But more and more, today's GM looks to me like a different company. This post-bankruptcy GM is investing in bold new products, aiming not just to participate, but to lead in some of the industry's toughest segments, and showing impressive financial discipline.
The automaker still has a long way to go, but it's becoming clear that this isn't your father's General Motors. It isn't even last decade's General Motors. But with the company's IPO just a few weeks away, has GM done enough to convince investors to join its ride?
The latest in a series of un-GM-like moves
Various news outlets, citing anonymous sources within GM, have said that the company will launch its initial public offering before Thanksgiving -- "by November 19," said Bloomberg earlier this week.
Anything the company does in the next few weeks will be viewed through that lens, as it should be. Every company wants to have its house (and balance sheet) as clean as possible before going public, and potential investors should view any last-minute maneuvers with a skeptical eye. But the financial moves the company announced on Thursday deserve a closer look on their own merits:
A VEBA good move. A $2.8 billion payment to retire part of the company's debt to a UAW health care trust (often called a "VEBA"). Similar to a payment announced by Ford
(NYSE: F)earlier in the week, the move is expected to reduce GM's ongoing interest payments significantly.
Getting some credit. GM has secured a $5 billion line of credit from a syndicate of lenders led by Citigroup
(NYSE: C)and Bank of America (NYSE: BAC). This isn't likely to be used any time soon, since the company has plenty of cash (almost $27 billion as of June 30). Instead, it's a rainy-day fund, one that potential investors may have insisted upon.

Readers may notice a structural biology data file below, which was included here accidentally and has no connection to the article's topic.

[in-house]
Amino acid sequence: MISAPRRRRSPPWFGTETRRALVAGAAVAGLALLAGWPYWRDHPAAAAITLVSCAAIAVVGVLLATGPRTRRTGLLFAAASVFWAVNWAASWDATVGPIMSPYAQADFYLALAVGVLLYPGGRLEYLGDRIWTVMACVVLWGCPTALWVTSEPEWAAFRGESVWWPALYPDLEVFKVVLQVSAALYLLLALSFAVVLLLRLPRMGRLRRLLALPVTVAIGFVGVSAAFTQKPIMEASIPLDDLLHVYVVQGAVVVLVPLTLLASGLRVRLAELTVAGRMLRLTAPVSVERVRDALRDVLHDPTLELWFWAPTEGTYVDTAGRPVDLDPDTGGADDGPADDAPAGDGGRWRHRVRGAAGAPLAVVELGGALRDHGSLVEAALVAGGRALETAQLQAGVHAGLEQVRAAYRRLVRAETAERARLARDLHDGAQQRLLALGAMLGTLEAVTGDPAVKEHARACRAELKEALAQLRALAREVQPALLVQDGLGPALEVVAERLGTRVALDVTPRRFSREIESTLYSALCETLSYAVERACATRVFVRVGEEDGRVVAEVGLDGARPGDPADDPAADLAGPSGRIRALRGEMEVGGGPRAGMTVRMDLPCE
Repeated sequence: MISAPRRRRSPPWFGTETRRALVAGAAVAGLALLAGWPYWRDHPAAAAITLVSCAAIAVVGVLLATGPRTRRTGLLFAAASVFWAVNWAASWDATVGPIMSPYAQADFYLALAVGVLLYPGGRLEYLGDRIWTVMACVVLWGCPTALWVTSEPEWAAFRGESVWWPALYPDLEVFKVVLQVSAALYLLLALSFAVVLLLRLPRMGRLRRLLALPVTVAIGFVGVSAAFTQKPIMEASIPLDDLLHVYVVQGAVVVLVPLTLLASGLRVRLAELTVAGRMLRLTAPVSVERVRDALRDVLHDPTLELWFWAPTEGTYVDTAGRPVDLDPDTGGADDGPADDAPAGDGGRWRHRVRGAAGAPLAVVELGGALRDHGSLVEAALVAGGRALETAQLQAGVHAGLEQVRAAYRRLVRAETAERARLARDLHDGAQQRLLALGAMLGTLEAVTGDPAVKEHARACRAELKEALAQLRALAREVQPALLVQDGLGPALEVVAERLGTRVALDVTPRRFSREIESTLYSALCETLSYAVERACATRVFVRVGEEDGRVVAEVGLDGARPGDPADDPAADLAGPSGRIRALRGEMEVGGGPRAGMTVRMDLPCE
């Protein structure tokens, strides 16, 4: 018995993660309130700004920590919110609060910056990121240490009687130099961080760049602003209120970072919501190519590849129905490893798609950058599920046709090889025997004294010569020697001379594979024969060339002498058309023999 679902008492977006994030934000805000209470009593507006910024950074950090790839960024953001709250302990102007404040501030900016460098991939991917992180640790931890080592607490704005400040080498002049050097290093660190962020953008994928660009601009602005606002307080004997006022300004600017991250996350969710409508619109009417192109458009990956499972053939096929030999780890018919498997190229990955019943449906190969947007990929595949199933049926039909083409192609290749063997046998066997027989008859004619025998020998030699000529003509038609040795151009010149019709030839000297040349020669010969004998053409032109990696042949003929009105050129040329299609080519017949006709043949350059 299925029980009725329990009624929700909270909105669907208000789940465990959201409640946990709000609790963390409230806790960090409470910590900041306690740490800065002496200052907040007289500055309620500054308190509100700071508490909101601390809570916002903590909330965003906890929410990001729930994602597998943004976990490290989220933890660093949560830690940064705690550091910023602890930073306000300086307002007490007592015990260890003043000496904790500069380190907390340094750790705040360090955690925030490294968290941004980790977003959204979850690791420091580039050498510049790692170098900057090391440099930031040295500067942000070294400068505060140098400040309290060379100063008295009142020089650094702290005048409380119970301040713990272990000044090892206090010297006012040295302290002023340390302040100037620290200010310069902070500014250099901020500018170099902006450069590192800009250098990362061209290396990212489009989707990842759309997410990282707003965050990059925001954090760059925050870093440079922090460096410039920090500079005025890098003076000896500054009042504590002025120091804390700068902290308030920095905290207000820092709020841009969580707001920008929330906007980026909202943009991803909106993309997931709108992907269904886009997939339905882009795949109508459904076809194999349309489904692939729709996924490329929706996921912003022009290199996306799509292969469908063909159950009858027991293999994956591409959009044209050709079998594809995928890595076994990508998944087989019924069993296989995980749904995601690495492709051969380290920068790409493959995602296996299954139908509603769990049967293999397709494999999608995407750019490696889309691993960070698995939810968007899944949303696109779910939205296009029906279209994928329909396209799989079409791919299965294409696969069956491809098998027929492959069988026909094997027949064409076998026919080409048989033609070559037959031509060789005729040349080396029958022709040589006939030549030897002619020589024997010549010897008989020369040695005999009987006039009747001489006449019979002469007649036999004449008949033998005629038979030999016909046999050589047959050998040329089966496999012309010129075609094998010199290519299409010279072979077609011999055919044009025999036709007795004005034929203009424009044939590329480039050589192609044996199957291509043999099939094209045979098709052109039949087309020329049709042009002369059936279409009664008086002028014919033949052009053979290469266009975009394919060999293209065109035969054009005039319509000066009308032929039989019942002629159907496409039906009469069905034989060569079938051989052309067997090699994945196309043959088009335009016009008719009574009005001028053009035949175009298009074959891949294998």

- Another payment to the Feds. As compensation for bailing out GM, the U.S. government received both common and preferred stock. Most of that common stock will be sold off in increments once the company is public, but GM will be buying back the preferred stock early at a small premium. GM said on Thursday that it would pay a bit more than $2 billion, or 102% of the stock's liquidation value, to buy back the preferreds. This isn't just a patriotic gesture: Those preferreds paid a 9% dividend. Between this buyback and the VEBA payment, GM expects to save about $500 million a year.
- Beefing up the pension plan. GM's salaried and hourly pension funds were actually well-funded until the market crash in 2008, when many of the funds' investments lost significant value. Now there's a hefty shortfall, and many potential investors have noted that it could become a big issue for the company in a couple of years. This is maybe the most uncharacteristic of GM's moves: It's confronting this issue head-on, in advance, promising a $6 billion cash-and-stock contribution shortly after the IPO.
All of these are sound moves, particularly given the company's cash position. But while new GM CEO Dan Akerson is known for his high-tempo style, it's hard to say at this point whether these are really characteristic of the new GM, or simply moves recommended by advisors like JPMorgan
I'm leaning toward "new attitude"
On Thursday, GM announced a $190 million investment in a Michigan factory to tool up for a new small car. On the surface, this is just one of many similar investments that automakers make all the time, announcing spending (and new jobs) in advance of a product launch. Most don't generate headlines beyond the Detroit media.
But Akerson's tone made this one a little different. The small car in question, which is expected to debut sometime in the next couple of years, is a new Cadillac sedan aimed squarely at top-selling models from BMW and Mercedes. "We've ceded this segment of the market to our foreign competitors for far too long," said Akerson, according to the Detroit Free Press. Then he added a dig at Mercedes' compact sedan: "They call it the C-Class because it's very average."
Yikes. For a Detroit CEO, those are fighting words, ones that last decade's GM would never have been able to back up. But this is starting to look like a much more aggressive company. The real proof will unfold over the next few years, but I'm thinking that we might have to take GM a lot more seriously this time around.
Do you agree? Or is this all just window-dressing? Scroll down to leave a comment and let me know.
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